Diversity in the age of disruption

Catherine Carter

While the business world is being urged to “embrace disruption” – and our own Prime Minister has said so many times – most organisations tend to be collections of like-minded people, who come from similar backgrounds and educations. When they all get into a room together, they tend to agree. 

What our companies need is a dose of diversity to drive business innovation.

A new study from the La Trobe Business School released to coincide with International Women’s Day in March has found that publicly listed companies that employ more women on their boards make more money.

The study, which examined 300 of Australia’s top 500 listed companies between 2005 and 2011, found conclusively that women on boards positively affect performance, rather than better-performing firms simply employing more women.  Other research is equally emphatic: a diverse workforce creates an environment where innovation can flourish.

Ronald Burt, a sociologist at the University of Chicago, has published a number of studies which indicate that people with more diverse sources of information consistently generate better ideas. In fact, each percentage increase in the rate of racial diversity leads to an increase in sales revenues of around nine percent.

 MIT’s Sara Ellison has demonstrated how mixed-sex teams produce more creative solutions than those dominated by one gender, and Deloitte’s latest Global Human Capital Trends report has found that corporate leaders are looking at diversity not as a compliance obligation but as a business strategy – one that is an antidote to ‘groupthink’.

 Global aerospace business Lockheed Martin credited the role of diversity and inclusion as central to innovations in clean energy technology, next generation lithium ion batteries, green IT systems and smart grid solutions.

 These advances were “only possible because different people with unique perspectives looked at these challenges in new ways,” says company chief Marillyn Hewson. “Innovation is powered by diversity and fostered by inclusion.”

 Companies founded on innovation ignore diversity at their peril – which is why the tech giants are scrambling to rebalance their predominantly white, male workforces. While Google has found its most diverse teams are the most innovative, the company’s HR chief Laszlo Bock has admitted that “Google is not where we want to be when it comes to diversity,” and has dedicated US$265 million over the last two years to unconscious bias training, among other diversity initiatives.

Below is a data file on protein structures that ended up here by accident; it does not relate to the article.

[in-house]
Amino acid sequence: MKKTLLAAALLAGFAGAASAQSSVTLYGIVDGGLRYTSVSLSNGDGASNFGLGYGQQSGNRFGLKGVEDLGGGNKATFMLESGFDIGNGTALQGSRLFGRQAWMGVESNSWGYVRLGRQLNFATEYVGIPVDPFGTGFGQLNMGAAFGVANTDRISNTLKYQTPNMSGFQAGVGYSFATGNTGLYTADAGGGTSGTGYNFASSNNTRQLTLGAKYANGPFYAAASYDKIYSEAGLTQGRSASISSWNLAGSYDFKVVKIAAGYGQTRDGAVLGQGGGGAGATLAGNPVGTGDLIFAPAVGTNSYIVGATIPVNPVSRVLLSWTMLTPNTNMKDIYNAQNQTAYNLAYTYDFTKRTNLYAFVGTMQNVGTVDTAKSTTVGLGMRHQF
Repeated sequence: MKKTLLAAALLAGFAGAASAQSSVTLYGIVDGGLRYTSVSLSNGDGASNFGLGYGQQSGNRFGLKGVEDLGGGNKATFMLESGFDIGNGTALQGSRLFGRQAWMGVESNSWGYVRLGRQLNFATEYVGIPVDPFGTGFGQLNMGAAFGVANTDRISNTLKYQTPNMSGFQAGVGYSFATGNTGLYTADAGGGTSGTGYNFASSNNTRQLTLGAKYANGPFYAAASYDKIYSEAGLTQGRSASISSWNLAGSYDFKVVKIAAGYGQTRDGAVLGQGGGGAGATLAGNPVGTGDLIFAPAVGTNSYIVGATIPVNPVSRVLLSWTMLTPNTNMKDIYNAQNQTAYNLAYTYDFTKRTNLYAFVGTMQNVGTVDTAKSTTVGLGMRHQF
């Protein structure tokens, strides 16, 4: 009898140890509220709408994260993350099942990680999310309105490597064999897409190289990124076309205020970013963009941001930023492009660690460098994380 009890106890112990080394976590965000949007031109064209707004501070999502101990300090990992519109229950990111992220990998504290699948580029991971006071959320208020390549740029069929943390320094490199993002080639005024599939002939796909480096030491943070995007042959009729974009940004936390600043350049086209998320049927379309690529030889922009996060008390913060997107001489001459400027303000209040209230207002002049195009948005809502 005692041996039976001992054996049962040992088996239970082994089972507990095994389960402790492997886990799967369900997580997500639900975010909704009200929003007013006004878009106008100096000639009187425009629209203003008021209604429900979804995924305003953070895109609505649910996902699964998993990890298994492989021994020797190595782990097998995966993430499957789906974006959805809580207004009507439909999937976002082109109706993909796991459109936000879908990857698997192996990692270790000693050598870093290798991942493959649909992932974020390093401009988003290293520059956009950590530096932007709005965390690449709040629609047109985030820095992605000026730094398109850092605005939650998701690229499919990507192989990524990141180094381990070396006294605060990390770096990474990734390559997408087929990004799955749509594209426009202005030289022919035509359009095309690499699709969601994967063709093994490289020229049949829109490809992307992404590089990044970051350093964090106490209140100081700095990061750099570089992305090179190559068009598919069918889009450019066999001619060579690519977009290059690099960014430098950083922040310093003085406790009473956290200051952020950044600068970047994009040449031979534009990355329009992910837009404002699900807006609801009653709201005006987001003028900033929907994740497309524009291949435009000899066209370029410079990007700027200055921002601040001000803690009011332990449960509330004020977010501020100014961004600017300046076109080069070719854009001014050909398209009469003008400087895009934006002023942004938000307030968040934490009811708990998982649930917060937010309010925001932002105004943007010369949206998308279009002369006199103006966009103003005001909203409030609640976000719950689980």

Over at Apple, CEO Tim Cook has said “we rely on our employees’ diverse backgrounds and perspectives to spark innovation” and has publicly shared its illuminating diversity statistics. The number of women employed with Apple has risen from 27.7 per cent in 2014 to 30 per cent in 2015, and small improvements have been made to ethnic diversity. But African Americans and Hispanics, who make up more than 30 per cent of the US population, represent only nine percent of Apple’s leadership.

Closer to home, Australia’s property giant Lendlease is taking action on diversity too. A line-by-line review of salaries uncovered real-world examples of the gender pay gap which have since been addressed. Every employee will be undertaking unconscious bias training over the next 12 months, and 41 per cent of employees now work flexibly.

Lendlease’s chief executive officer Steve McCann has flexibility – a characteristic deeply intertwined with diverse workplaces – must be planned and costed into every project. He says diversity must be viewed as a “non-negotiable” alongside safety. “Up front it might look more expensive, but I can tell you it won’t be,” he says.

 In our deeply connected and globalised world, it should be no surprise to us that diverse companies are better able to identify opportunities, and are achieving better performance as a result. Instead, we should be surprised that 12 per cent of ASX 200 companies still do not have a woman on their board.

 Will these companies be able to navigate the age of disruption? Only time will tell if investors are willing to put their money on it.

Feature image by Martin Ollman


Catherine Carter

A lover of books and beauty, a seasoned traveller and a creative thinker, Catherine Carter is passionate about Canberra. Head of the Property Council of Australia’s Canberra office for more than a decade, Catherine now provides specialist business and communication consultancy services with a focus on urban environments, new forms of collaboration, community building and diversity. Catherine was the recipient of the Telstra Business Women’s ACT Community and Government Award in 2010 and the National Association of Women in Construction Crystal Vision Award in 2017. More about the Author